Little Downham couple plan an eco-lifestyle at their Alpaca farm
STEVE and Irene Cole set up an alpaca farm as part of their retirement plan, and are embracing a new lifestyle that includes self sufficiency and spiritualism.
As well as running the breeding herd of two dozen alpacas, the couple are planning a new eco-lifestyle at Alpaca Lifestyle Farm in Little Downham.
They are members of the Cambridgeshire Self Sufficiency Group, and hope to grow all their own vegetables and move from their mobile home into a log cabin on the site.
“We are into Reiki and spiritual healing, and we want the farm to reflect that way of living,” said Steve.
“We want to set up a sensual garden, and have a school room in the barns, where we can teach people how to look after alpacas, spin, and breed worms.
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“This is an idealistic way of life, but we think it is a sustainable way of life. We are looking at solar energy, geo-thermal heating and setting up a wormery.
“We believe we have got to go back to war time principals and values, where everyone helps each other and passes on information. We grow some of our own vegetables at the moment, but will grow more once I retire.”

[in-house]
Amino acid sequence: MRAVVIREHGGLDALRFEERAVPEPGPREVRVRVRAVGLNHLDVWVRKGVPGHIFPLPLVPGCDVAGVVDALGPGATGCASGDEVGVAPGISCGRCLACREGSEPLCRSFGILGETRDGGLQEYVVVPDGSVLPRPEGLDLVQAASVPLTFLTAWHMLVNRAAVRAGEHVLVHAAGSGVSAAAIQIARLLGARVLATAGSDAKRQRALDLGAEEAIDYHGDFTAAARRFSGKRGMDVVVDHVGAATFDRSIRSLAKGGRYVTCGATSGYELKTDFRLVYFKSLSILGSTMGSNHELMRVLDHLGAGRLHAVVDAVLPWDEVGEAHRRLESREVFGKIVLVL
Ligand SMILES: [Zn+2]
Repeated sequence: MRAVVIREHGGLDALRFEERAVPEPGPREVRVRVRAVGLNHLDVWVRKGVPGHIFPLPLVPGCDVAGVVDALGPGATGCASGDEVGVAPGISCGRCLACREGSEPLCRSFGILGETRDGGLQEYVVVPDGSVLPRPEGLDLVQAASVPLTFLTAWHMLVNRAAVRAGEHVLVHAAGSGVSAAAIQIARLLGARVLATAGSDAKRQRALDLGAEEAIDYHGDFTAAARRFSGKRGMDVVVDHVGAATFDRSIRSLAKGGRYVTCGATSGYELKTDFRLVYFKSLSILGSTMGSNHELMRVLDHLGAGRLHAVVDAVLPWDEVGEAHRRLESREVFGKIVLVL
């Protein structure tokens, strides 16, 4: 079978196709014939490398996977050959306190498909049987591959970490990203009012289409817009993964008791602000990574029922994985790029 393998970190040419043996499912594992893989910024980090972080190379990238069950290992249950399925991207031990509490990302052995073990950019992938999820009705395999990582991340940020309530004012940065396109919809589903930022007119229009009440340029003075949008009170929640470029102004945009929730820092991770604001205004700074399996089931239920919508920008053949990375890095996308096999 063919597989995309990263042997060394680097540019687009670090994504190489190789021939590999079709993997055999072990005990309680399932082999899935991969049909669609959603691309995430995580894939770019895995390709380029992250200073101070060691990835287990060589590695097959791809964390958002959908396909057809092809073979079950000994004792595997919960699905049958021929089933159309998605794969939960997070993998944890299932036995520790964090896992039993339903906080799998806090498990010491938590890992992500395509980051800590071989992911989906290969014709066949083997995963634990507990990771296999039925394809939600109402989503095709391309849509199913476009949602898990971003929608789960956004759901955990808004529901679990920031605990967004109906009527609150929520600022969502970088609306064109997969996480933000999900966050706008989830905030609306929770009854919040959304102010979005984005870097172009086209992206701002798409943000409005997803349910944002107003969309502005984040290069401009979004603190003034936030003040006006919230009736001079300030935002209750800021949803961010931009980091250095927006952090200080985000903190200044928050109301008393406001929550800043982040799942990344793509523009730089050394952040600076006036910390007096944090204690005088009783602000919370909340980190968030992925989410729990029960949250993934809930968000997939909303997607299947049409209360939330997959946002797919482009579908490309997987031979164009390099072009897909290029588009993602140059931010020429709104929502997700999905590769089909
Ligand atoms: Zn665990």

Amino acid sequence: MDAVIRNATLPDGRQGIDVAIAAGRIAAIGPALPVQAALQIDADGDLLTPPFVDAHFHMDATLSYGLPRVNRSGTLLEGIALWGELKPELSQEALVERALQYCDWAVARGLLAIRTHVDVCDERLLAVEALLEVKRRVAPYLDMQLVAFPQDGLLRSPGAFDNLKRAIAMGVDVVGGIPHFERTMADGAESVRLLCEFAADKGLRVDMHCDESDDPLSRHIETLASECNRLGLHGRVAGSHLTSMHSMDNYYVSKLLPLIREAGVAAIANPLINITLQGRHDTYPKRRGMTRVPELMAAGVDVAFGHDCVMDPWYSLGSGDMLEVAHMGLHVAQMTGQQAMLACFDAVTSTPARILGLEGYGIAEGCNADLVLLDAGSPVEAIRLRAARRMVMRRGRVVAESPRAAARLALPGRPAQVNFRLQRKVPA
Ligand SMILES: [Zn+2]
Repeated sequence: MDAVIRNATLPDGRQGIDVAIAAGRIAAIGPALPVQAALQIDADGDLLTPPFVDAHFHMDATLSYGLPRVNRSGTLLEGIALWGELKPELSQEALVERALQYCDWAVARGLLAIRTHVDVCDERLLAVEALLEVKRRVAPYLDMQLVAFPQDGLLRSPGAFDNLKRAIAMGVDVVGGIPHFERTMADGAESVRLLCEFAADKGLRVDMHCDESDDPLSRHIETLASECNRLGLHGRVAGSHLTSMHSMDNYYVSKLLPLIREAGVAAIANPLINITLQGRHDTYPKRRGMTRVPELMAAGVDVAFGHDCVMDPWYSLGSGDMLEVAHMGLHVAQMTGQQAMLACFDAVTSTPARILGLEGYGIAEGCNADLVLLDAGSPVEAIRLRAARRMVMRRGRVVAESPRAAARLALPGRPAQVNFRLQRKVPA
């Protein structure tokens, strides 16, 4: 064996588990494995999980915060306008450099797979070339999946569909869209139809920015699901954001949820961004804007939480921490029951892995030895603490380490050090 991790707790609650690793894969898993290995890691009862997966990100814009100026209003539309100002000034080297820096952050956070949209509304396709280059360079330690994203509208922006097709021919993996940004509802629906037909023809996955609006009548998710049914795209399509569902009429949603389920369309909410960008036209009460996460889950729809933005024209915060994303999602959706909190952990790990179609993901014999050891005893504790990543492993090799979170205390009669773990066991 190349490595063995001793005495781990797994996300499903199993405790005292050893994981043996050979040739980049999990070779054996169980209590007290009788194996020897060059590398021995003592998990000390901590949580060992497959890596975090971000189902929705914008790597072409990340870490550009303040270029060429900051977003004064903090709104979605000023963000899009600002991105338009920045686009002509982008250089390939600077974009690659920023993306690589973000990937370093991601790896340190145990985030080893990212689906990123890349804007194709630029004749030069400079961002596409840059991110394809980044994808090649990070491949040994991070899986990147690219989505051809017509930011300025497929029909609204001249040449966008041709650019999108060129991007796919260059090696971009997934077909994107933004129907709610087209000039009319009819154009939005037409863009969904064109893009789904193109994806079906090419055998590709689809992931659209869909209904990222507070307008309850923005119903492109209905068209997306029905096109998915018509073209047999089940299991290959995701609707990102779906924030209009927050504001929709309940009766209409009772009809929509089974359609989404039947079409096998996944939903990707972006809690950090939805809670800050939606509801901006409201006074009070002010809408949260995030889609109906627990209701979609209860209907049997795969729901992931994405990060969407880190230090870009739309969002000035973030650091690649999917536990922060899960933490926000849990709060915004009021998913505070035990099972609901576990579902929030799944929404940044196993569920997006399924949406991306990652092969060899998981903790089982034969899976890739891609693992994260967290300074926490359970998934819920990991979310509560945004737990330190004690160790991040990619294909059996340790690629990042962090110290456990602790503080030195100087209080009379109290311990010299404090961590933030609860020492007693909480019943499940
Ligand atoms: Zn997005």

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Steve and Irene first got interested in alpacas after meeting a breeder at Pymoor Show, seven or eight years ago.
“My wife is allergic to anything with fur or hair; and we discovered that an alpaca’s coat is hypo allergenic,” he said. “We started the herd with three animals, but at that time we had no where to keep them, so had to find somewhere to board them.”
The couple previously lived in Littleport, and moved to the farm about four years ago.
Steve added: “Most people dream of going to live in the countryside where it is peaceful, and that is what we have done.
“I was brought up in First Drove, and when I got the chance to buy the farm, I jumped at the chance.”
THE matriach of the farm’s alpaca farm has astounded Steve and Irene, by adopting a baby alpaca born on the farm just three weeks ago.
“The cria was rejected by its mother, after a traumatic birth, and we bottle fed it for a couple of weeks,” explained Steve.
“But now our matriach, Supreme Lady, has begun to feed the baby, although she has not given birth herself for two years.
“The vet says he has never seen anything like it. The matriach now spits at us and warns us to keep away if we go near with a bottle. I have never known a female alpaca to take over like this.”
Most of the alpacas on the farm are named after country and western singers, but the baby alpaca is yet to be given a name.
Alpaca Fact File
*Alpacas are a domesticated species of South American camelid
* They are bred for their coat and meat
*Alpacas are social herd animals, living in family groups
*All alpacas are capable of spitting
*An alpaca herd uses a communal dung pile
*When in danger, alpacas make a high pitched shrieking whine
*Alpacas live for up to 20 years
*They eat hay or grasses, but will normally try to chew on almost anything
*Alpacas have a three chambered stomach